11. I have the rebel with the sigma ex 10-20.  Love them both and they really get the whole room in.  Sometimes you need to take a few pics and choose the best one, as the angles of the walls can get a little wonky (you can also fix this with photoshop if you have that).  Our Camera store rep said it was worth it to get the Canon body and to get the sigma lens (not worth it to spend the extra money on the Canon lenses).  Enjoy your new camera!   

  12. I don't know much about cameras (I have a Canon Rebel) so I'm taking notes from others - what you might try is getting the camera below with a basic lens, then try renting different lenses until you know what one you like and will use the most. Plus you'll like having a basic lens for regular use. Google for camera rental places near you.

  13. I actually just upgraded from my Canon Rebel Xs to a 60D and obviously am a huge fan of Canon DSLR's. Actually if you are interested, I am willing to sell my Rebel. Definitely invest in a good wide angle lens...I would rent a few from Bigg's to get a feel for what you like. They have pretty reasonable prices for lens rentals. Hope that helps!

  14. I recently bought a Canon T3i package with two lenses.  Love it so much.  I think it's better to start out with a great camera and the lenses you can upgrade later.

  15. I did the exact same thing! I bought the T3i, and I love it. I recently purchased a 75-300mm lens, and I love it! I'm in the market for a wide angle as well, and I have heard great things about the Sigma lens too.

  16. I am, by no means a professional photographer, but I did just rent a 10-22mm lens to take interior shots of my house. It's an amazing range for interior shots but be warned that you may also need to buy a speedlight (external flash that you use instead of the small popup flash on most cameras). Without a speedlight, the large size of the lens creates a noticeable shadow in the lower portion of shots taken in 10-14mm least one my camera. More the reason to test out a purchase in person, if possible.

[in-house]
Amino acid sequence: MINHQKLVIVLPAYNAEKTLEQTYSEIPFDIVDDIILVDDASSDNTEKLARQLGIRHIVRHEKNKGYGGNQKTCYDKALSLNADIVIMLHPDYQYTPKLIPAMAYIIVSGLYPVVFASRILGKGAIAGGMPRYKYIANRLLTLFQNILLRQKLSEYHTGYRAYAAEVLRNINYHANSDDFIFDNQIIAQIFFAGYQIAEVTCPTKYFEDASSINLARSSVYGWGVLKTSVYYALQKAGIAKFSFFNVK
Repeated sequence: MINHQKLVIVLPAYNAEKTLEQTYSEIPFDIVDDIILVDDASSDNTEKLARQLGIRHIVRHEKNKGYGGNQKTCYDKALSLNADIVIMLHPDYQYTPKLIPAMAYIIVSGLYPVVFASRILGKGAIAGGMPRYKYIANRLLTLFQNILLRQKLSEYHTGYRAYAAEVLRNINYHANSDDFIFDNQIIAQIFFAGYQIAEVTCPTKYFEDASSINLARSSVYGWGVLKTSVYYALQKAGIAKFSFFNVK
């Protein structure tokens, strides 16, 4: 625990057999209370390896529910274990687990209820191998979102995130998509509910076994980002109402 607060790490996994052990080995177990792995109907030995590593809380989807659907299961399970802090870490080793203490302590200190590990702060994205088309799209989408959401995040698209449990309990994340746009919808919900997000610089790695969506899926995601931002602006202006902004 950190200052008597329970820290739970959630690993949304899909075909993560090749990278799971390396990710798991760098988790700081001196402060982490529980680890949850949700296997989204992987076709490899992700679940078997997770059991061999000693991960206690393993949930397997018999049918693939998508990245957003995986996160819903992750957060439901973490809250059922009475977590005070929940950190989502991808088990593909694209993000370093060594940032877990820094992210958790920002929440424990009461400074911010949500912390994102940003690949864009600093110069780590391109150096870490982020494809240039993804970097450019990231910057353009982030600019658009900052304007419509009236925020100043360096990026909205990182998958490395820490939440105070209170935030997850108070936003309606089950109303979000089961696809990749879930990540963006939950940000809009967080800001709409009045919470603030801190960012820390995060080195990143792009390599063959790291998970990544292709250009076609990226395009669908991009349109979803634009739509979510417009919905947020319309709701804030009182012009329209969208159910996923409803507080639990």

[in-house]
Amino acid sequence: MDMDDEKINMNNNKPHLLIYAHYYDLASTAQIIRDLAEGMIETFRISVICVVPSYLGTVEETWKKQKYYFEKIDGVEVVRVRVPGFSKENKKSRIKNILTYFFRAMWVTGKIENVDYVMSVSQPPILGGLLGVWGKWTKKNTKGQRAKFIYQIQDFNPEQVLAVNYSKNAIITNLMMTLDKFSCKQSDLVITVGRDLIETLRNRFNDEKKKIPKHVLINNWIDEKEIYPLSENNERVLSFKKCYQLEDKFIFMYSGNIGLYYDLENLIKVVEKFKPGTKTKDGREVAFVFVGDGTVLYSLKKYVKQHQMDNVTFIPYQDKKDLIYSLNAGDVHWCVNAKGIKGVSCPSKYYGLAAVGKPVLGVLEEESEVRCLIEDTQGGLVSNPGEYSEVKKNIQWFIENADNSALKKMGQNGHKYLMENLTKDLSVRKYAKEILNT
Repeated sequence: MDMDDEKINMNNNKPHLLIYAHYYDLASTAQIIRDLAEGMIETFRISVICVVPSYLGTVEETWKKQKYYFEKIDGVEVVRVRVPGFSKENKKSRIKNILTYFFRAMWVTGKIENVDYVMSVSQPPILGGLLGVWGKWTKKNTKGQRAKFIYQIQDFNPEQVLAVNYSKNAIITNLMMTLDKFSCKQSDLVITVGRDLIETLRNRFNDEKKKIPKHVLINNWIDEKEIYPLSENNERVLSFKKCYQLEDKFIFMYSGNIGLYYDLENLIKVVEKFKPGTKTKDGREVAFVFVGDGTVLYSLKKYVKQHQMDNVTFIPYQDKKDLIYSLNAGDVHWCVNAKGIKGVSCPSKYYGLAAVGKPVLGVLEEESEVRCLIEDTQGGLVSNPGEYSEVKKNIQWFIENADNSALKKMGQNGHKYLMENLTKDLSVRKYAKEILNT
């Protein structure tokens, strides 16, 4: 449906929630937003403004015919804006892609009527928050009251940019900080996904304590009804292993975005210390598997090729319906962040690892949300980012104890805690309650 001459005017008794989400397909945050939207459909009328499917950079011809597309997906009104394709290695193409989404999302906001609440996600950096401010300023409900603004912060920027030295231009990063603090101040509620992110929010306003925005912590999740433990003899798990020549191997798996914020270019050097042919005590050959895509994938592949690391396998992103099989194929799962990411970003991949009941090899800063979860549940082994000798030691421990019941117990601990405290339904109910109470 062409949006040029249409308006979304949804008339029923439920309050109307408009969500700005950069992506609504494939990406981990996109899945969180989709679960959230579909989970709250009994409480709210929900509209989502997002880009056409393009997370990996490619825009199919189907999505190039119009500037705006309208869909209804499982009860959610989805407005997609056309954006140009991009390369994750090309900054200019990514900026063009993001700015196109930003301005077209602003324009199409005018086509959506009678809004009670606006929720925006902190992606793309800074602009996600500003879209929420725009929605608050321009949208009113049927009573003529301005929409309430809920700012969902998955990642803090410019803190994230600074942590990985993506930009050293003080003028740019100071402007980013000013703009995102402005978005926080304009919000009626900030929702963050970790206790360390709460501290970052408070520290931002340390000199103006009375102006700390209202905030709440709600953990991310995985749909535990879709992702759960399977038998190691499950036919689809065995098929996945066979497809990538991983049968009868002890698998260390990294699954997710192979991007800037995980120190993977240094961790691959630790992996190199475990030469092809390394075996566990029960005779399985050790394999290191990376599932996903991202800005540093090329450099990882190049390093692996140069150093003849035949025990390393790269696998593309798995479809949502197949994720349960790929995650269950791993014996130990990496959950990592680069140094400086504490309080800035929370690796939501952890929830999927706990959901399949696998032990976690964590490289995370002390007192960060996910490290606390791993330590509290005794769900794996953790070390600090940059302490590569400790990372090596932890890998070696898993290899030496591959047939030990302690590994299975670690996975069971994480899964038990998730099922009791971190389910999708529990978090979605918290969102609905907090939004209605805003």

17. Which did you end up with?  I am looking to make this investment as well and am so overwhelmed.  

  18. I vote for the lens/body option, too.  A few years ago I got a camera similar to your "low" choice, thinking I could get beautiful pics without all of the fuss of a DSLR.  I was wrong.  I was never really happy with it, and recently upgraded to a Nikon D3100.   Go ahead and invest.

  19. Bryn - There are some great recommendations in the comments below.  Last year I upgraded to the T2i + Tamron 17-50 (your first lens listed) and LOVE it.  Definitely take a class and learn to use all the manual options - it makes a world of difference in the quality of your pictures.  I am now going to look into the wider angle lens... looks like it would be a fun addition to the arsenal!


THANK YOU for taking the time to share your thoughts. I appreciate each and every comment.